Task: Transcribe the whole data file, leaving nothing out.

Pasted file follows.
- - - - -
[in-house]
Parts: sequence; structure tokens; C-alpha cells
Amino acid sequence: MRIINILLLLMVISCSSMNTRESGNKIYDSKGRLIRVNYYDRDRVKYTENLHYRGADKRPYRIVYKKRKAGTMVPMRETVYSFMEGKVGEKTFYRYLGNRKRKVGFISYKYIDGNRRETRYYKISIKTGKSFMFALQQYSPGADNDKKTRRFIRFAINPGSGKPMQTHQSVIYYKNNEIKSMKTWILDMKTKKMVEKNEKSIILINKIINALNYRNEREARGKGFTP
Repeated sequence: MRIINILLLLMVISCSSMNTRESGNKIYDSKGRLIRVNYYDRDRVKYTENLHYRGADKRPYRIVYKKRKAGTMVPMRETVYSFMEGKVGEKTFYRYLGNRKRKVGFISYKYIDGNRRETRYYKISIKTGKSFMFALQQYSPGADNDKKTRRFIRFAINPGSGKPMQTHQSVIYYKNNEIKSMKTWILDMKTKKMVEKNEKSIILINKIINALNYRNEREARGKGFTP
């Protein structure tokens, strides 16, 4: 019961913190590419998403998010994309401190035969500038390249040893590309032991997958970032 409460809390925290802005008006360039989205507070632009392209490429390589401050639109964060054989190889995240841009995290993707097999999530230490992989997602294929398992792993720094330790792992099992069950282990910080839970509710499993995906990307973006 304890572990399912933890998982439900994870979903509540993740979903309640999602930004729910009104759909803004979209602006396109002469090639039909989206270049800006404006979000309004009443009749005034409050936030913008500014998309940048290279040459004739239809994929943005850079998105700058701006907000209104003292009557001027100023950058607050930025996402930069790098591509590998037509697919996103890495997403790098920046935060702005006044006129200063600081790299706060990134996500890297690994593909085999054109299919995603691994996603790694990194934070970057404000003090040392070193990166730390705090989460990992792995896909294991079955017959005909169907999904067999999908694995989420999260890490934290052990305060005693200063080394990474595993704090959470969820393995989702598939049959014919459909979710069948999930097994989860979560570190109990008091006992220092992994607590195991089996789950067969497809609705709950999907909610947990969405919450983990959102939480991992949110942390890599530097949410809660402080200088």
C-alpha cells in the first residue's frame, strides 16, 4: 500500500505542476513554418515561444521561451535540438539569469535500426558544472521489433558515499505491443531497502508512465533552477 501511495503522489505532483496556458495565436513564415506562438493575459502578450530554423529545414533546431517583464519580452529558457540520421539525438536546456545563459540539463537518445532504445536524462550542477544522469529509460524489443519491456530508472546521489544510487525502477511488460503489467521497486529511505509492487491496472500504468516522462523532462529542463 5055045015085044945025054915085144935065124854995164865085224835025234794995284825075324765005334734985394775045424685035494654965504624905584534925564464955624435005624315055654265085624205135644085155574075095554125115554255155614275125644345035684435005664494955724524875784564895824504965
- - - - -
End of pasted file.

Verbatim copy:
[in-house]
Parts: sequence; structure tokens; C-alpha cells
Amino acid sequence: MRIINILLLLMVISCSSMNTRESGNKIYDSKGRLIRVNYYDRDRVKYTENLHYRGADKRPYRIVYKKRKAGTMVPMRETVYSFMEGKVGEKTFYRYLGNRKRKVGFISYKYIDGNRRETRYYKISIKTGKSFMFALQQYSPGADNDKKTRRFIRFAINPGSGKPMQTHQSVIYYKNNEIKSMKTWILDMKTKKMVEKNEKSIILINKIINALNYRNEREARGKGFTP
Repeated sequence: MRIINILLLLMVISCSSMNTRESGNKIYDSKGRLIRVNYYDRDRVKYTENLHYRGADKRPYRIVYKKRKAGTMVPMRETVYSFMEGKVGEKTFYRYLGNRKRKVGFISYKYIDGNRRETRYYKISIKTGKSFMFALQQYSPGADNDKKTRRFIRFAINPGSGKPMQTHQSVIYYKNNEIKSMKTWILDMKTKKMVEKNEKSIILINKIINALNYRNEREARGKGFTP
């Protein structure tokens, strides 16, 4: 019961913190590419998403998010994309401190035969500038390249040893590309032991997958970032 409460809390925290802005008006360039989205507070632009392209490429390589401050639109964060054989190889995240841009995290993707097999999530230490992989997602294929398992792993720094330790792992099992069950282990910080839970509710499993995906990307973006 304890572990399912933890998982439900994870979903509540993740979903309640999602930004729910009104759909803004979209602006396109002469090639039909989206270049800006404006979000309004009443009749005034409050936030913008500014998309940048290279040459004739239809994929943005850079998105700058701006907000209104003292009557001027100023950058607050930025996402930069790098591509590998037509697919996103890495997403790098920046935060702005006044006129200063600081790299706060990134996500890297690994593909085999054109299919995603691994996603790694990194934070970057404000003090040392070193990166730390705090989460990992792995896909294991079955017959005909169907999904067999999908694995989420999260890490934290052990305060005693200063080394990474595993704090959470969820393995989702598939049959014919459909979710069948999930097994989860979560570190109990008091006992220092992994607590195991089996789950067969497809609705709950999907909610947990969405919450983990959102939480991992949110942390890599530097949410809660402080200088």
C-alpha cells in the first residue's frame, strides 16, 4: 500500500505542476513554418515561444521561451535540438539569469535500426558544472521489433558515499505491443531497502508512465533552477 501511495503522489505532483496556458495565436513564415506562438493575459502578450530554423529545414533546431517583464519580452529558457540520421539525438536546456545563459540539463537518445532504445536524462550542477544522469529509460524489443519491456530508472546521489544510487525502477511488460503489467521497486529511505509492487491496472500504468516522462523532462529542463 5055045015085044945025054915085144935065124854995164865085224835025234794995284825075324765005334734985394775045424685035494654965504624905584534925564464955624435005624315055654265085624205135644085155574075095554125115554255155614275125644345035684435005664494955724524875784564895824504965